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I'm late to the party, but I just wanted to throw in some opinions in case anyone else passes by. The accepted answer is accurate in that static linking makes it more difficult to do an in-place upgrade. For example, if you're using OpenSSL with your app, you could just deploy the new libcrypto.dll (assuming it's backward compatible with your app) over the old DLL, and you'll be good.

However, in regard to exploits and other nasty stuff, I would argue static linking is a little more secure. Basically, there's no DLL external to your application that can be swapped with a tainted version of the same DLL or even a shim (DLL proxy and the like...)

Additionally, and this isn't really an argument against either, but if your external library has an exploit neither static or dynamic is going to be safer as it's exploited at run-time when it's already linked in to your application.

I agree with their advice on making it easier to match current OpenSSL versions and for the most part would suggest dynamic linking, but you know your application best, and since the original question asked which is safer (while deployed on a box, I assume), you should also think about tampering.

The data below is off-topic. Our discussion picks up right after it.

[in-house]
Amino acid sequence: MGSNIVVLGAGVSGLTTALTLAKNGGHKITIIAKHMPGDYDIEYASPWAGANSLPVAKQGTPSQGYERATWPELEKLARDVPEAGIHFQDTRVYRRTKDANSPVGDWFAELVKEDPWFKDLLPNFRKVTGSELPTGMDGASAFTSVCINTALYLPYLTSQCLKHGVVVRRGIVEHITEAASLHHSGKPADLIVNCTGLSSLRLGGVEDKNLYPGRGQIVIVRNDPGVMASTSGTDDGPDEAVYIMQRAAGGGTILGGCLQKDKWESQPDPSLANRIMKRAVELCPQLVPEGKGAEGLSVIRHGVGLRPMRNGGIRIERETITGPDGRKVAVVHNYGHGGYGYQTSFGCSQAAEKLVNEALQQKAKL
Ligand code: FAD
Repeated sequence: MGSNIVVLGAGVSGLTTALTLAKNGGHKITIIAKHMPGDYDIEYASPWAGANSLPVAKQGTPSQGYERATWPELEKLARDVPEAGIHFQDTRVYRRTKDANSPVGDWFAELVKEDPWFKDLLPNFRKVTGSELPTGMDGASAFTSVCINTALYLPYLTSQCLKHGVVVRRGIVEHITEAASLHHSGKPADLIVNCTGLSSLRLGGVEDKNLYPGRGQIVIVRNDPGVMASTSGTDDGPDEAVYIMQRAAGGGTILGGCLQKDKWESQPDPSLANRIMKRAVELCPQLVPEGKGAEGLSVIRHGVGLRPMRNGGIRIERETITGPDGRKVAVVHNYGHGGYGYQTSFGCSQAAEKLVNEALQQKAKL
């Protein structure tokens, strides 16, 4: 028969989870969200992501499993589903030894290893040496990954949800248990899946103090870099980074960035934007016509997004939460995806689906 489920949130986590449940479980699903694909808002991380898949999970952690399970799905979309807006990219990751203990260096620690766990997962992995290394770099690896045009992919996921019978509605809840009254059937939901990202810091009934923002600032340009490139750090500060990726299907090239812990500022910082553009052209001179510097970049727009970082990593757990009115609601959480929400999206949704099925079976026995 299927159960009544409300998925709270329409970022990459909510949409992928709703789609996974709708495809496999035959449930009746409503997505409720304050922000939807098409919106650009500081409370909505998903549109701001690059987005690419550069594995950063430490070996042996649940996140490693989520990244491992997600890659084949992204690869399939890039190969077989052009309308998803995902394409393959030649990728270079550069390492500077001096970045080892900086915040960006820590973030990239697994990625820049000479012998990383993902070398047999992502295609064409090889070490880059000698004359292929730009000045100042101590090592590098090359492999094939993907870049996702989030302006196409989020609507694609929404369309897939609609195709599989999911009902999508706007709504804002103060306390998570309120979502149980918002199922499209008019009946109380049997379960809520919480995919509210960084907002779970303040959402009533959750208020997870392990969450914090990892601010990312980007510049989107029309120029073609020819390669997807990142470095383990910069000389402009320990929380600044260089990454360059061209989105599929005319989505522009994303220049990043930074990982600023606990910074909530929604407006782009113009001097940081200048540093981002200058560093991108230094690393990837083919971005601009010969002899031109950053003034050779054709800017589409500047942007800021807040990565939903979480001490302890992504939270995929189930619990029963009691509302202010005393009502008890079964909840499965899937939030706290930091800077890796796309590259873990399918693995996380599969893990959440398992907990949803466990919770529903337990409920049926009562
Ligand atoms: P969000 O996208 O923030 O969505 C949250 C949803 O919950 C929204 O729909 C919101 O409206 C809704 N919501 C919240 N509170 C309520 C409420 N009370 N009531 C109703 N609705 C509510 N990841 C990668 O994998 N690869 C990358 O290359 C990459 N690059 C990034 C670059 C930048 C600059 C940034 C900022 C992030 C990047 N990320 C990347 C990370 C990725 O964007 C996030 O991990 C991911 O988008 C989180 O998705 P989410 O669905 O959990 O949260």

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    It's easy to prevent a tainted version of a library from being linked. On Linux at least, the paths where applications search for libraries can only be written to by root. The only way to override that requires setting an environmental variable, and if an attacker controls your environment, you've already lost. Tampering is absolutely not a valid reason to use static linking, and it is useless as an integrity measure. Giving up efficient upgrades and ASLR for snake-oil is a terrible idea. – forest Dec 16 '17 at 2:55